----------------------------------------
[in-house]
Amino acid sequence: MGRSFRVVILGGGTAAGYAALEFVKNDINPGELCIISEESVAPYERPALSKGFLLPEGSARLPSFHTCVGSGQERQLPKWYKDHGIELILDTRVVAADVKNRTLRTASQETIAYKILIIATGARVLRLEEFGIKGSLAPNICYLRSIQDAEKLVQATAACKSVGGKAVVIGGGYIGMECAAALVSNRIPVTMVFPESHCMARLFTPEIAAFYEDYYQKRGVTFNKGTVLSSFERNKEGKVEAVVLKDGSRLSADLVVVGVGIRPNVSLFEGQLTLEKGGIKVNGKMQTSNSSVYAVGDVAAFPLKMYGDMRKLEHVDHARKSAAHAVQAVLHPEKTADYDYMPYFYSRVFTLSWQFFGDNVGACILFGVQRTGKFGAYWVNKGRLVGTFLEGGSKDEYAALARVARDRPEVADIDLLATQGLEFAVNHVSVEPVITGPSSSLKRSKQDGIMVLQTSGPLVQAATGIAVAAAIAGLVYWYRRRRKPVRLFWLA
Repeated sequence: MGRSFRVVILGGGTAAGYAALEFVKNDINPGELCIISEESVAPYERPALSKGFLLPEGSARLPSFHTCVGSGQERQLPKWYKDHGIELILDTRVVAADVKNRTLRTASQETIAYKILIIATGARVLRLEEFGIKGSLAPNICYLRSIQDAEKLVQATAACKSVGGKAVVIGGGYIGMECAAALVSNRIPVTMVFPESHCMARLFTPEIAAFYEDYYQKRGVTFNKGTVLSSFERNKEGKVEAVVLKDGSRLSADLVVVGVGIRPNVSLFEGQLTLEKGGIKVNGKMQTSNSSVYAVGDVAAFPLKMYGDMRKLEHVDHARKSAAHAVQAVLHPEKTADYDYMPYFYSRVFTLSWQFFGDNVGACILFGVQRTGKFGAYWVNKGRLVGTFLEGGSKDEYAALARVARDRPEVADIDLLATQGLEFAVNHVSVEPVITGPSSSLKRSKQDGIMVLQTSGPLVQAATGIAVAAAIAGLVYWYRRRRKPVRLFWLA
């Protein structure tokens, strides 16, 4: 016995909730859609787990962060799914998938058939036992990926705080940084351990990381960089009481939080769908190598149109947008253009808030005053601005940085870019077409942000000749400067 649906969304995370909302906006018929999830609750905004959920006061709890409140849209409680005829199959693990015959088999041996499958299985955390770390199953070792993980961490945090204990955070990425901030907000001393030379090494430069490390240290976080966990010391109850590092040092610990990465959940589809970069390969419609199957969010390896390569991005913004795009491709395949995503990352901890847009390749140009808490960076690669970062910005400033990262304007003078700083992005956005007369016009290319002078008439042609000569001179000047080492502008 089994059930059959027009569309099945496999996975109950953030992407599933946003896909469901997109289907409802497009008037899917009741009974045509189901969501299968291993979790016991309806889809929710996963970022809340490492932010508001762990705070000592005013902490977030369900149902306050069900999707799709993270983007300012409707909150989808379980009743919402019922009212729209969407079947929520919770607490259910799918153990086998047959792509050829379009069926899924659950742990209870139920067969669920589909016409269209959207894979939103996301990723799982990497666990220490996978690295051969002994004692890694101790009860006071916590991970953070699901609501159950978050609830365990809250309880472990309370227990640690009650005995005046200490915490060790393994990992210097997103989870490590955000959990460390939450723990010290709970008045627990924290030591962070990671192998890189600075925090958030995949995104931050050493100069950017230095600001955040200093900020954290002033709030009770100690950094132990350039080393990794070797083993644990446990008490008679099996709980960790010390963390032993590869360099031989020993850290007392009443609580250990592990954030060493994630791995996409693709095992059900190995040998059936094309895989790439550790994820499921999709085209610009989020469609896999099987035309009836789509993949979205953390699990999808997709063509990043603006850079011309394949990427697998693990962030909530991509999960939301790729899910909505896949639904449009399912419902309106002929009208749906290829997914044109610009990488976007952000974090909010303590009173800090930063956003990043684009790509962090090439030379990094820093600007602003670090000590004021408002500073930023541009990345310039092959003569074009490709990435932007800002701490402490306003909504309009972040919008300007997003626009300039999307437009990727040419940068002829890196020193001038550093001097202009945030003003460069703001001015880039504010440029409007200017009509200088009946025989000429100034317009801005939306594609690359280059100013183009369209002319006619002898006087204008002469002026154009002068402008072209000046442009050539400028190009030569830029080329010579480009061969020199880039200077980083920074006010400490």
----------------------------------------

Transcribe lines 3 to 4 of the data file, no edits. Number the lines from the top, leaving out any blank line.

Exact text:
Repeated sequence: MGRSFRVVILGGGTAAGYAALEFVKNDINPGELCIISEESVAPYERPALSKGFLLPEGSARLPSFHTCVGSGQERQLPKWYKDHGIELILDTRVVAADVKNRTLRTASQETIAYKILIIATGARVLRLEEFGIKGSLAPNICYLRSIQDAEKLVQATAACKSVGGKAVVIGGGYIGMECAAALVSNRIPVTMVFPESHCMARLFTPEIAAFYEDYYQKRGVTFNKGTVLSSFERNKEGKVEAVVLKDGSRLSADLVVVGVGIRPNVSLFEGQLTLEKGGIKVNGKMQTSNSSVYAVGDVAAFPLKMYGDMRKLEHVDHARKSAAHAVQAVLHPEKTADYDYMPYFYSRVFTLSWQFFGDNVGACILFGVQRTGKFGAYWVNKGRLVGTFLEGGSKDEYAALARVARDRPEVADIDLLATQGLEFAVNHVSVEPVITGPSSSLKRSKQDGIMVLQTSGPLVQAATGIAVAAAIAGLVYWYRRRRKPVRLFWLA
């Protein structure tokens, strides 16, 4: 016995909730859609787990962060799914998938058939036992990926705080940084351990990381960089009481939080769908190598149109947008253009808030005053601005940085870019077409942000000749400067 649906969304995370909302906006018929999830609750905004959920006061709890409140849209409680005829199959693990015959088999041996499958299985955390770390199953070792993980961490945090204990955070990425901030907000001393030379090494430069490390240290976080966990010391109850590092040092610990990465959940589809970069390969419609199957969010390896390569991005913004795009491709395949995503990352901890847009390749140009808490960076690669970062910005400033990262304007003078700083992005956005007369016009290319002078008439042609000569001179000047080492502008 089994059930059959027009569309099945496999996975109950953030992407599933946003896909469901997109289907409802497009008037899917009741009974045509189901969501299968291993979790016991309806889809929710996963970022809340490492932010508001762990705070000592005013902490977030369900149902306050069900999707799709993270983007300012409707909150989808379980009743919402019922009212729209969407079947929520919770607490259910799918153990086998047959792509050829379009069926899924659950742990209870139920067969669920589909016409269209959207894979939103996301990723799982990497666990220490996978690295051969002994004692890694101790009860006071916590991970953070699901609501159950978050609830365990809250309880472990309370227990640690009650005995005046200490915490060790393994990992210097997103989870490590955000959990460390939450723990010290709970008045627990924290030591962070990671192998890189600075925090958030995949995104931050050493100069950017230095600001955040200093900020954290002033709030009770100690950094132990350039080393990794070797083993644990446990008490008679099996709980960790010390963390032993590869360099031989020993850290007392009443609580250990592990954030060493994630791995996409693709095992059900190995040998059936094309895989790439550790994820499921999709085209610009989020469609896999099987035309009836789509993949979205953390699990999808997709063509990043603006850079011309394949990427697998693990962030909530991509999960939301790729899910909505896949639904449009399912419902309106002929009208749906290829997914044109610009990488976007952000974090909010303590009173800090930063956003990043684009790509962090090439030379990094820093600007602003670090000590004021408002500073930023541009990345310039092959003569074009490709990435932007800002701490402490306003909504309009972040919008300007997003626009300039999307437009990727040419940068002829890196020193001038550093001097202009945030003003460069703001001015880039504010440029409007200017009509200088009946025989000429100034317009801005939306594609690359280059100013183009369209002319006619002898006087204008002469002026154009002068402008072209000046442009050539400028190009030569830029080329010579480009061969020199880039200077980083920074006010400490």